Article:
Introduced in 1903,
Bridal Rose by Alvin Silver is an exquisite Art Nouveau pattern that features a rose in full-bloom at its tip with crisp, detailed leaves and stems running the length of the handle. With its elegant, detailed ornamentation,
Bridal Rose quickly became one of the most popular turn-of-the-century patterns after its introduction. During its prime, the
Bridal Rose pattern featured more than 180 different piece types, including our museum feature this month: the
Bridal Rose jelly/cake server.
The last quarter of the nineteenth century is commonly regarded as America’s “Gilded Age,” a term coined by American writers Mark Twain and Charles Dudley Warner. This economic boom following the Civil War saw the creation of the modern industrial economy, and with it, an increased income for many in America. This new class of wealthy Americans wanted to display their prosperity in the most conspicuous manner possible, and manufacturers of luxury goods were more than happy to meet the increased demand for high-end items, including tea services, art, jewelry, and tableware. Among the many ways to showcase affluence during the Gilded Age was with an opulent array of tableware comprising hundreds of flatware and serving pieces. Specialized flatware pieces produced during this time include cracker spoons, toast serving forks, aspic servers, and many others. Jelly/cake servers look like cake or pie servers, and like a cake or pie server, they are used to cut a piece of cake, lift, and serve it. This piece can also be used for solid jellies that have the consistency of cranberry sauce. The pierced
Bridal Rose jelly/cake server is particularly splendid, and features an ornate rose and stem motif that complements the already gorgeous
Bridal Rose handle design. It’s easy to see why
Bridal Rose was such a coveted pattern, and why pieces and sets of
Bridal Rose were popular wedding gifts.
Presenting gifts to newlywed couples is an ancient tradition, practiced to this day around the world. For young couples about to set up housekeeping and start a family, the list of household needs is typically a long one, and includes items from home appliances to silverware. Silver manufacturers recognized this need in the early twentieth century, and began to market their lines accordingly. One Alvin Silver advertisement from 1908 states, “When wedding presents are thought of, silver is the most popular gift. The two most appropriate patterns of Sterling Silver flat ware for wedding gifts are the ‘Bridal Rose’ and the ‘Orange Blossom.’ It is only a matter of choice. Either pattern is appropriate, and therefore in good taste. Both are handsome. These patterns are made in the full line, fancy pieces and cutlery – over one hundred different articles, sure of being able to suit all requirements.” Another Alvin Silver advertisement from 1916 says, “In the best American homes the service of Alvin Silver begins on the wedding day.”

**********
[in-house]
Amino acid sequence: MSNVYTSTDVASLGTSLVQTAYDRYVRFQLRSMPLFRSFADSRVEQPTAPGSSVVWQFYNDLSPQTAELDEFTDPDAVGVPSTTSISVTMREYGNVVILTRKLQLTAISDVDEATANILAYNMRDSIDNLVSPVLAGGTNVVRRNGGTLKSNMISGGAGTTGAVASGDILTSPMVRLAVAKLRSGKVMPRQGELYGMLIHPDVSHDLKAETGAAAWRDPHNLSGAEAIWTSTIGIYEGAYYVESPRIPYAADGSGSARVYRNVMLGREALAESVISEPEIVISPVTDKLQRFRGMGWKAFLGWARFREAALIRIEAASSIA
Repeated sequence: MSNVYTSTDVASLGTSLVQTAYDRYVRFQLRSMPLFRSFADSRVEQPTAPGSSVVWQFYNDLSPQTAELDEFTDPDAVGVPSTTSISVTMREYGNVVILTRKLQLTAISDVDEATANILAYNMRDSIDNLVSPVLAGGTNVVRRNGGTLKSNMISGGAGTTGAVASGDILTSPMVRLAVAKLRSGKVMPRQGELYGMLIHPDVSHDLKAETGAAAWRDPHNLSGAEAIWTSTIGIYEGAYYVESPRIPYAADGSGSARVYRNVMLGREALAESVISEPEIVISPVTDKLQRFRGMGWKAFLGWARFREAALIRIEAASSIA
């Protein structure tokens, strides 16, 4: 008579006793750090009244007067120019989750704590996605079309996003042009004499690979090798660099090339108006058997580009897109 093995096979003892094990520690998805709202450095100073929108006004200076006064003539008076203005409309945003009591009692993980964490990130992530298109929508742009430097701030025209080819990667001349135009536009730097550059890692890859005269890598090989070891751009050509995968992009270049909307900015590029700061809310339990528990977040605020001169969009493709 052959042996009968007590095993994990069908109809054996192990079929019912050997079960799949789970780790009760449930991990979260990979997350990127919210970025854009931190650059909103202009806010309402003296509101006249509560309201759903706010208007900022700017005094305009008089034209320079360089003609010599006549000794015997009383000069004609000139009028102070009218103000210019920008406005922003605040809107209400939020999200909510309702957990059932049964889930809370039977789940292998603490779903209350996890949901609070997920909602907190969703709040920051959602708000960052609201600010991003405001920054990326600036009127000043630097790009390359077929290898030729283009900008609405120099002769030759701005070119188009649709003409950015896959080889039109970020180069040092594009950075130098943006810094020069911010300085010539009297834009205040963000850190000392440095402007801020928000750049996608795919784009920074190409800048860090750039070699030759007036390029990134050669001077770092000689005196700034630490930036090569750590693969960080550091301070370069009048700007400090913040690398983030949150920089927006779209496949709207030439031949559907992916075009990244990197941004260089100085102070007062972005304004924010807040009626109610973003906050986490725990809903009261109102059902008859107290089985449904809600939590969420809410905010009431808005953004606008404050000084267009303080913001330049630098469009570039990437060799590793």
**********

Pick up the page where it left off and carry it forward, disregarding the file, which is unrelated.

Alvin Silver was founded in 1886 in New Jersey. Innovative from the start, one of Alvin Silver’s first successes was developing a process for depositing pure silver on metallic and non-metallic items like umbrella and cane handles, cocktail sets, and other items, which they dubbed “Deposit Ware.” Another cutting-edge product line included glass items with silver inlays, a design technique subsequently referred to as “Alvin Ornamentation.” The company’s innovative products were so popular that Alvin had to expand within two years of its formation. In 1908, Alvin bought Simons Brothers and Peter Krider Company silver dies and molds, and also began making electroplated flatware. Alvin’s
Victory pattern, introduced in 1919, was designed by James Earle Fraser, a sculptor famous for his “End of the Trail” sculpture and for designing the Indian Head (or “Buffalo”) nickel. In 1928, Alvin was bought by Gorham Silver, but retained the Alvin Silver name. Alvin continued operating as a subsidiary of Gorham until Gorham stopped production of Alvin patterns around 1985. Today, Alvin Silver is best remembered for its
Orange Blossom, and
Fleur de Lis patterns, and Alvin silver products continue to be highly desired by collectors.
While the Alvin Bridal Rose jelly/cake server in our museum is not for sale, we do have a variety of Bridal Rose and other Alvin pieces available for purchase in our inventory; be sure to browse our web site. And remember that we always invite you to visit our facilities – here you’ll see a stunning variety of silver, china, crystal, and collectibles. Our 500,000-square-foot facilities hold more than 12 million individual pieces in more than 400,000 patterns. Our retail store and museum are open from 9:00 am to 7:00 pm ET, 7 days (except holidays); free tours are available from 10:00 am to 6:00 pm ET, 7 days. The retail store and museum are conveniently located between Greensboro and Burlington, NC, at exit 132 off Interstate 85/40. We look forward to seeing you.